As the dust settles on the first weeks of the new parliament and ahead of the party conference season, we assess the state of health and social care and set out the big issues facing the government.
Rising demand for health care means that the NHS is treating more patients than ever before. Between 2003/4 and 2015/16, the number of admissions to hospital increased by 3.6 per cent a year. At the same time, the health service is enduring a prolonged slowdown in funding. Under current spending plans, the NHS budget will increase by an average of 1.1 per cent a year between 2009/10 and 2020/21, compared to a long-term average increase of nearly 4 per cent a year since the NHS was established.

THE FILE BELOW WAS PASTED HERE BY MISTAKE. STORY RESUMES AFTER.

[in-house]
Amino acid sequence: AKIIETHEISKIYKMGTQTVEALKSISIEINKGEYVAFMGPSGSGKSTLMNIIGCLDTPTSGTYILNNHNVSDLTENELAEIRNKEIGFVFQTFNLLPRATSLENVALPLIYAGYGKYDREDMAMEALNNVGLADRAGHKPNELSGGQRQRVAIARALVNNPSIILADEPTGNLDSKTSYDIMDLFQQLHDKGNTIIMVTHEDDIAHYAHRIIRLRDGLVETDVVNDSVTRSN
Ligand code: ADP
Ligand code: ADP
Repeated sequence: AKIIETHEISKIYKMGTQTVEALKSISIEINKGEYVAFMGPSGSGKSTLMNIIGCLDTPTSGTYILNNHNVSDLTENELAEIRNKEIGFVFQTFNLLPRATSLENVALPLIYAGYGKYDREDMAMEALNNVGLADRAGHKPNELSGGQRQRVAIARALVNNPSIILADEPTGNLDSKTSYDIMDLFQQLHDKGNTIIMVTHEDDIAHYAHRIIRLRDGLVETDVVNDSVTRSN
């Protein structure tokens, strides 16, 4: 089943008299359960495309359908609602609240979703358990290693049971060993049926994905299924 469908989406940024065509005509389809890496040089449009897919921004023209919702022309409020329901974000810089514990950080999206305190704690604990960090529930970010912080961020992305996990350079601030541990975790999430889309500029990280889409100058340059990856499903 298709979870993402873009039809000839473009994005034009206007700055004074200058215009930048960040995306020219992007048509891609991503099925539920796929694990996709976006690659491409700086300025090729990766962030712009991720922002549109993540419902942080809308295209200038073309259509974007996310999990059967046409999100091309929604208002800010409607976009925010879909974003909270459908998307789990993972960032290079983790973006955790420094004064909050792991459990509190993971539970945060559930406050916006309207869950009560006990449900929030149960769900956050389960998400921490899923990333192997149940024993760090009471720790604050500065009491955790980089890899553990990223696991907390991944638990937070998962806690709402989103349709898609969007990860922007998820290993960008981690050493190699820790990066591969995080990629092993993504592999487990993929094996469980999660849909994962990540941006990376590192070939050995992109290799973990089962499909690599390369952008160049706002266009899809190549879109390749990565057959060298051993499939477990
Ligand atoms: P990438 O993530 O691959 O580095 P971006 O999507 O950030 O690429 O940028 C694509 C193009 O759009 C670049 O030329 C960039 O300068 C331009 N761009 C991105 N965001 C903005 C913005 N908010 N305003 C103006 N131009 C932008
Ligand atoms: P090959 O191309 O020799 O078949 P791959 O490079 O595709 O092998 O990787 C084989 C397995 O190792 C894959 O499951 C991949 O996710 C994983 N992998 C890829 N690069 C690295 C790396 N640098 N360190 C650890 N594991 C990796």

The mismatch between demand and funding means that NHS services are struggling to maintain standards of care. All areas of care are affected, with acute hospitals, general practice, mental health and community services all under strain. It is important to keep this in perspective – public satisfaction with services remains high and the NHS is still the best-performing health system among 11 countries analysed by the Commonwealth Fund. However, there is no doubt that the service is facing unprecedented financial and operational challenges.
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